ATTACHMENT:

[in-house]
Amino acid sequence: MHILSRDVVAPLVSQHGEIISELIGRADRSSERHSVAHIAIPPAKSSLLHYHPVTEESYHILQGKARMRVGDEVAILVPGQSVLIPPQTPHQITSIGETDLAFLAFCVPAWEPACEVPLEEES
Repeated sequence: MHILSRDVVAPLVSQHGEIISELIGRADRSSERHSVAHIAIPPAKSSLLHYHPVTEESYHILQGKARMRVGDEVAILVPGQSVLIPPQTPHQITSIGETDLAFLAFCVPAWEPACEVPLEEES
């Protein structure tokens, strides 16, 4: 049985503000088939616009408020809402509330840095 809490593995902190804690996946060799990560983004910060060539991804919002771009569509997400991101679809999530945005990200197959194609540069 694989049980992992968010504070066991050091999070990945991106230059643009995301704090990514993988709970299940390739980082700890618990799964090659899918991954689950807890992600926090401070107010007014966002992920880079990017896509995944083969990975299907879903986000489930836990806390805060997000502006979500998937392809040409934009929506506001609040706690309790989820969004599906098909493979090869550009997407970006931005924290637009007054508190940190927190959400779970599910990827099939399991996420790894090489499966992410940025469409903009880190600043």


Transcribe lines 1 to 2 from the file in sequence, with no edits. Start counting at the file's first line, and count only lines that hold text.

[in-house]
Amino acid sequence: MHILSRDVVAPLVSQHGEIISELIGRADRSSERHSVAHIAIPPAKSSLLHYHPVTEESYHILQGKARMRVGDEVAILVPGQSVLIPPQTPHQITSIGETDLAFLAFCVPAWEPACEVPLEEES